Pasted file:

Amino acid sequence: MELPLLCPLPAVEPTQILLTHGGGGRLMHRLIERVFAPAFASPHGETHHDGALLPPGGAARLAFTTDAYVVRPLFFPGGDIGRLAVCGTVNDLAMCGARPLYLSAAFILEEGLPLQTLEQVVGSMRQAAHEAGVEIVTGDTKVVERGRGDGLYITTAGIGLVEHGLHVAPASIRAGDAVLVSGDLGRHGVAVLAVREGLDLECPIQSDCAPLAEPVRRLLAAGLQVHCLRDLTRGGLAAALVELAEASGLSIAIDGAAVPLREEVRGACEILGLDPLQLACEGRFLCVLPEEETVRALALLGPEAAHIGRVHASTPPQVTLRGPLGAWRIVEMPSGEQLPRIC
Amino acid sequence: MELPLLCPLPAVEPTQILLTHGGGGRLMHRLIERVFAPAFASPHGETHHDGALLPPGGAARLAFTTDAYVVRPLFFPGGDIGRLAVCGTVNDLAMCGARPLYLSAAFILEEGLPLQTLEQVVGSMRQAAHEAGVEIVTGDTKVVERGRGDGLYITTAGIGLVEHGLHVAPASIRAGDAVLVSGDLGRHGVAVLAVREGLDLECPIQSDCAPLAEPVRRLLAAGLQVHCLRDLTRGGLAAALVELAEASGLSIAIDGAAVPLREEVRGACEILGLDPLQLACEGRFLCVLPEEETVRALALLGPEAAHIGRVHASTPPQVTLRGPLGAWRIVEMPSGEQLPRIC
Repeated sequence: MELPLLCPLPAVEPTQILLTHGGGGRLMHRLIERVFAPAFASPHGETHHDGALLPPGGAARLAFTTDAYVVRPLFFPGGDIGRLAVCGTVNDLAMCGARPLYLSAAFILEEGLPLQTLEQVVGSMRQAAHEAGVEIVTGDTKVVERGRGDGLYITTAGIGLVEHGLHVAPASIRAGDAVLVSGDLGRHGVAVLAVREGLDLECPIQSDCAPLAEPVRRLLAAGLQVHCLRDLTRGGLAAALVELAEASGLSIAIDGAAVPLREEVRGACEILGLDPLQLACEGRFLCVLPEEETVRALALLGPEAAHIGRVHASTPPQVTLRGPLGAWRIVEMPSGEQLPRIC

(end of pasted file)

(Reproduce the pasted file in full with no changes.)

Amino acid sequence: MELPLLCPLPAVEPTQILLTHGGGGRLMHRLIERVFAPAFASPHGETHHDGALLPPGGAARLAFTTDAYVVRPLFFPGGDIGRLAVCGTVNDLAMCGARPLYLSAAFILEEGLPLQTLEQVVGSMRQAAHEAGVEIVTGDTKVVERGRGDGLYITTAGIGLVEHGLHVAPASIRAGDAVLVSGDLGRHGVAVLAVREGLDLECPIQSDCAPLAEPVRRLLAAGLQVHCLRDLTRGGLAAALVELAEASGLSIAIDGAAVPLREEVRGACEILGLDPLQLACEGRFLCVLPEEETVRALALLGPEAAHIGRVHASTPPQVTLRGPLGAWRIVEMPSGEQLPRIC
Amino acid sequence: MELPLLCPLPAVEPTQILLTHGGGGRLMHRLIERVFAPAFASPHGETHHDGALLPPGGAARLAFTTDAYVVRPLFFPGGDIGRLAVCGTVNDLAMCGARPLYLSAAFILEEGLPLQTLEQVVGSMRQAAHEAGVEIVTGDTKVVERGRGDGLYITTAGIGLVEHGLHVAPASIRAGDAVLVSGDLGRHGVAVLAVREGLDLECPIQSDCAPLAEPVRRLLAAGLQVHCLRDLTRGGLAAALVELAEASGLSIAIDGAAVPLREEVRGACEILGLDPLQLACEGRFLCVLPEEETVRALALLGPEAAHIGRVHASTPPQVTLRGPLGAWRIVEMPSGEQLPRIC
Repeated sequence: MELPLLCPLPAVEPTQILLTHGGGGRLMHRLIERVFAPAFASPHGETHHDGALLPPGGAARLAFTTDAYVVRPLFFPGGDIGRLAVCGTVNDLAMCGARPLYLSAAFILEEGLPLQTLEQVVGSMRQAAHEAGVEIVTGDTKVVERGRGDGLYITTAGIGLVEHGLHVAPASIRAGDAVLVSGDLGRHGVAVLAVREGLDLECPIQSDCAPLAEPVRRLLAAGLQVHCLRDLTRGGLAAALVELAEASGLSIAIDGAAVPLREEVRGACEILGLDPLQLACEGRFLCVLPEEETVRALALLGPEAAHIGRVHASTPPQVTLRGPLGAWRIVEMPSGEQLPRIC